Mercy Health Care Fraud Allegations Could Bring Down Mercy

Mercy Health Care Fraud Allegations Could Bring Down Mercy

In the aftermath of the health care fraud scandal at Mercy Health, the nation’s largest hospital system, the Obama administration has ordered its inspector general to look into whether Mercy’s management of the Medicare and Medicaid payments were fraudulent.

In a March 6 letter, Acting Inspector General Paul M. Ryan, the director of the Office of Inspector General for the Department of Health and Human Services, wrote that the investigation could uncover “substantial and serious mismanagement of the Federal Medicare Program.”

But in a March 17 interview with The Associated Press, Ryan said he had not determined whether the inspector general’s report would be made public.

The Inspector General’s report will be sent to Ryan by June 25.

According to the letter, “we will also work with other relevant federal agencies to ensure appropriate action is taken to address this matter.”

Ryan did not immediately respond to a request for comment.

In May 2016, Mercy paid a record $6 billion in Medicare payments to patients and suppliers.

That figure includes $2.9 billion in the first quarter of this year and $4.3 billion in 2016.

The company’s CEO, James T. Sullivan, acknowledged the fraud in a May 10 interview with CNBC, saying he had been warned in the summer of 2015 that fraud was going on.

But Sullivan said he did not know of any cases of fraudulent payments and he had “no evidence” that any were made.

“We’re not a hospital,” Sullivan said in the interview.

“It’s not a medical facility.

We’re not going to be a hospital.”

Mercy’s Medicare payments were initially disclosed in a government watchdog report, written by the Government Accountability Office, which investigated the company’s handling of Medicare payments.

The GAO said in March that Mercy had been “misleading Medicare recipients” about the amount of Medicare reimbursements it had made, and that it had misreported payments to doctors, pharmacies and hospitals.

The inspector general report found that the company had not been truthful with the Medicare system.

It said Mercy’s executives had told Medicare recipients that they could pay with their debit cards at a cash-only machine.

In an interview with Reuters in May, Ryan denied any wrongdoing.

“There are no examples of fraud or misconduct at Mercy,” Ryan said.

The audit also found that Mercy’s billing practices were inconsistent.

Medicare pays hospitals and clinics an annual fee for services provided.

The auditor general found that in the fiscal year ending March 31, 2016, the amount paid to Mercy was $8.4 billion, including $3.6 billion for billing services.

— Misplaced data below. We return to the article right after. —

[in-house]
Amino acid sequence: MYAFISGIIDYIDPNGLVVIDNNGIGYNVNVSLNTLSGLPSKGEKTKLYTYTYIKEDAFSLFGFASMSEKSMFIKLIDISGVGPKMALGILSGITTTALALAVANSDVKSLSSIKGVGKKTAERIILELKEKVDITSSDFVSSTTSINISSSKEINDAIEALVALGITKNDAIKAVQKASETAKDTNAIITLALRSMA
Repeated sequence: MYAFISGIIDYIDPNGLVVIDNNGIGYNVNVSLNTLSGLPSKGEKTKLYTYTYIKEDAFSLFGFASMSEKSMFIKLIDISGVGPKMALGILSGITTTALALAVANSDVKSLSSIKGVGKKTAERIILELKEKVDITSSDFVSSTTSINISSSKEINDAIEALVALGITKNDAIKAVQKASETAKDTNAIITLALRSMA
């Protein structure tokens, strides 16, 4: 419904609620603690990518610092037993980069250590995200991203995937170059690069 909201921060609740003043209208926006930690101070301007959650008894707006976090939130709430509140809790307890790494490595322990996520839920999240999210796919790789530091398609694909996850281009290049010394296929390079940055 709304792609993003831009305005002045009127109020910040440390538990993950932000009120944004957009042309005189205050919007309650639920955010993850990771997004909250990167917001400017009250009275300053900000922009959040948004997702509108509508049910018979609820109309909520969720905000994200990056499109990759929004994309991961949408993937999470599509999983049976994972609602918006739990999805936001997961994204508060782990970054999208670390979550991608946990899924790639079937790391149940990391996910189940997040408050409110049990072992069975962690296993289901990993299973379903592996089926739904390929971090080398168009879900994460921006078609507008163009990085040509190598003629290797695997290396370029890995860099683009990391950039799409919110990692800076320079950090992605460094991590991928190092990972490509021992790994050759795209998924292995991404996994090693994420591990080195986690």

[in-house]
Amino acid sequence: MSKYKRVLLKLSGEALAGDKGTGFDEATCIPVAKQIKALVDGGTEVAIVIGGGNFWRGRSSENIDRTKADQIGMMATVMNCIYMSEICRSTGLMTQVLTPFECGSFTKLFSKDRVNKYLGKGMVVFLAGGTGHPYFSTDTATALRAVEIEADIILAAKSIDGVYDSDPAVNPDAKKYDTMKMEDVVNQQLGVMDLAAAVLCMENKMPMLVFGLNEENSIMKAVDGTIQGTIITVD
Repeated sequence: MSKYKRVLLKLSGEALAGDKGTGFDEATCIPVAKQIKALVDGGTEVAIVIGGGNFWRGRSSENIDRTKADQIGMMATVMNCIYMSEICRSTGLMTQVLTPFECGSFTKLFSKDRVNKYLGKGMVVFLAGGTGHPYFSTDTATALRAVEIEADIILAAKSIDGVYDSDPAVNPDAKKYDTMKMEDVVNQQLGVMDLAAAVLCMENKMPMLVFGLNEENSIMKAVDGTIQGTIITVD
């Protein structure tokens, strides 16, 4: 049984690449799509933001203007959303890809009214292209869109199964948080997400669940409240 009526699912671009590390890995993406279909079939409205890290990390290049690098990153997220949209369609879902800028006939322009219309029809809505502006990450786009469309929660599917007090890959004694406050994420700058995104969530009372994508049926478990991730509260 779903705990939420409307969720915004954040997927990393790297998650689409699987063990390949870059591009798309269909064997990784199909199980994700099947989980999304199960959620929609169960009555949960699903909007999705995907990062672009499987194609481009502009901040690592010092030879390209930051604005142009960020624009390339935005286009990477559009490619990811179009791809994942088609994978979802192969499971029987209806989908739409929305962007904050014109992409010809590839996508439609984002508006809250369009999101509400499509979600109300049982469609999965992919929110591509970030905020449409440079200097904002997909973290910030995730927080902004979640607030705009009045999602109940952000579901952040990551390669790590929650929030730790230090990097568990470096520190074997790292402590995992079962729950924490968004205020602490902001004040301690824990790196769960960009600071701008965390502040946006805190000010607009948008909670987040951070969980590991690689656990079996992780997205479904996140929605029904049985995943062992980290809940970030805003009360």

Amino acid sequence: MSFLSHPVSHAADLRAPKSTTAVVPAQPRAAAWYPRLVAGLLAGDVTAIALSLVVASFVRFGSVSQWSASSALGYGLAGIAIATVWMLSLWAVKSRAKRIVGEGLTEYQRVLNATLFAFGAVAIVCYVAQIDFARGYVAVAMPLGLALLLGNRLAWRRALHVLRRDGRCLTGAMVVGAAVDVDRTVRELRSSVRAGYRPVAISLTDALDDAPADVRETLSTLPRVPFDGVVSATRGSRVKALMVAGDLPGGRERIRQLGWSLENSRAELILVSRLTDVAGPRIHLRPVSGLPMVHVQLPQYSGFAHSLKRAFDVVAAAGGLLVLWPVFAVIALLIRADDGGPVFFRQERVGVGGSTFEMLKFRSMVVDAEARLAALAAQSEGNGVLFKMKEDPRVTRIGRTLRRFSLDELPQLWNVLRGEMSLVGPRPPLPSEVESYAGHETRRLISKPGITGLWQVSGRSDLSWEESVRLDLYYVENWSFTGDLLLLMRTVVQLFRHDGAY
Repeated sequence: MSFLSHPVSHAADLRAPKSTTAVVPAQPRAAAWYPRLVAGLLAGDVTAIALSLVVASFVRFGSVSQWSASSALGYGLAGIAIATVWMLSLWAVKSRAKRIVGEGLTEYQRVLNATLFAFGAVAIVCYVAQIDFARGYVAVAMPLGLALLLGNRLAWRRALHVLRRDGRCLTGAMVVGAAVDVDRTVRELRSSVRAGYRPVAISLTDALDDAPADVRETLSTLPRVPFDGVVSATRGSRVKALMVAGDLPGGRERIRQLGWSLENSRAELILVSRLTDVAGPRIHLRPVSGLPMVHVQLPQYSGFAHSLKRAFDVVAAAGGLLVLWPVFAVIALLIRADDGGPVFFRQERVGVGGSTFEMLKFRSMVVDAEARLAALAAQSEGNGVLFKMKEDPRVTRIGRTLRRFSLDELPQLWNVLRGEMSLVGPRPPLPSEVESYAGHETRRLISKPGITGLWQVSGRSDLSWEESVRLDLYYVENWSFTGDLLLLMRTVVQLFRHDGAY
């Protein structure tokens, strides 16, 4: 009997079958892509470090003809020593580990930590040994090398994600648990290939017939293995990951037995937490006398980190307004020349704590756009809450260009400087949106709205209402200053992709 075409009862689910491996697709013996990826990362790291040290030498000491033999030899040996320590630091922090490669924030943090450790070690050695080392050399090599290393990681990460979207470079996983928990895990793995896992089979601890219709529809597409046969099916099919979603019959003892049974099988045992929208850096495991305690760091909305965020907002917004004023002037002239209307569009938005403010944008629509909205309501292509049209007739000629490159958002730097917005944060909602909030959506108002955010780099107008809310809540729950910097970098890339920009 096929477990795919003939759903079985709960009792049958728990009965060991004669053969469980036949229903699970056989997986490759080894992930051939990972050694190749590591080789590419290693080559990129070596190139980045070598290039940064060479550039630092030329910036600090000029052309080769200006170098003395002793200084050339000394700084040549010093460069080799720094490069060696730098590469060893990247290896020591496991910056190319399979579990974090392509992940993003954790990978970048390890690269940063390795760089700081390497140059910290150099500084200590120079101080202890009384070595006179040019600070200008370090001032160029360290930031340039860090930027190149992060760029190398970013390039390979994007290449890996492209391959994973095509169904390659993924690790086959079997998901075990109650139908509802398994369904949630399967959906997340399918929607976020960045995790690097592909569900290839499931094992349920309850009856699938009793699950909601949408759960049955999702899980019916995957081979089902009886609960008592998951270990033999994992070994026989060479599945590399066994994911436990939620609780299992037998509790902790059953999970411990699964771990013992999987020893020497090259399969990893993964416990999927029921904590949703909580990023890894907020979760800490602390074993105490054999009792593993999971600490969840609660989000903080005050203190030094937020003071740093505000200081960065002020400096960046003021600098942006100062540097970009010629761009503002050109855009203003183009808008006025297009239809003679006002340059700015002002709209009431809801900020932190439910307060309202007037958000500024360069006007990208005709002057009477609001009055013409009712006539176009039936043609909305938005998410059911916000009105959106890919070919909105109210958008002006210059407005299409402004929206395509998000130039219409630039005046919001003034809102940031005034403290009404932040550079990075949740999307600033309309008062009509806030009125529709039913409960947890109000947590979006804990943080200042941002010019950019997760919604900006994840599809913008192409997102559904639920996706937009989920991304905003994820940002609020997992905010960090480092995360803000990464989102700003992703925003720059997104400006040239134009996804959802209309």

The amount paid in payments to providers was $2 billion.

The auditors also found some instances of Mercy billing patients improperly, and for improper billing of Medicare patients.

“The hospital has repeatedly and repeatedly, over the last several years, failed to comply with the terms of its agreement with Medicare,” the audit found.

“For example, Mercy failed to pay patients their Medicare payments and did not adequately monitor its billing practices.”

In 2016, two separate audit reports found that Medicare fraud investigators had documented “at least two instances of fraud” at Mercy, including an instance where one of Mercy’s employees falsified a Medicare claim.

In one case, the inspector found that a former Mercy employee falsely billed a Medicare patient for an unnecessary service.

“As a result of Mercy Healthcare’s inability to properly and effectively monitor and control the billing and fraud activity at the hospital, Medicare may have been improperly billed for medical services and the payment may have actually gone to Mercy,” the auditors wrote.

In the March 19 interview, Ryan did say that Mercy was “doing a lot” to ensure that its Medicare payments are being made “correctly.”

The hospital is still under investigation by the Justice Department and HHS.

The Justice Department’s inspector general has not found evidence that Mercy is criminally responsible for the fraud, but the inspector’s letter does say that the Justice department “will take appropriate action” to address the issue.

Mercy’s chief financial officer, Daniel D. Kuczba, said in a statement that the audit was a “miscommunication” and that the agency “strongly disagrees with the conclusions reached.”

In an emailed statement, Kuczy said the audit report did not contain any evidence that “Mercy was involved in any fraudulent activity at any time.”

Kuczyk said the auditor general’s findings “are based on an examination of the facts and circumstances” and the agency is reviewing the report “to ensure any potential issues are addressed.”


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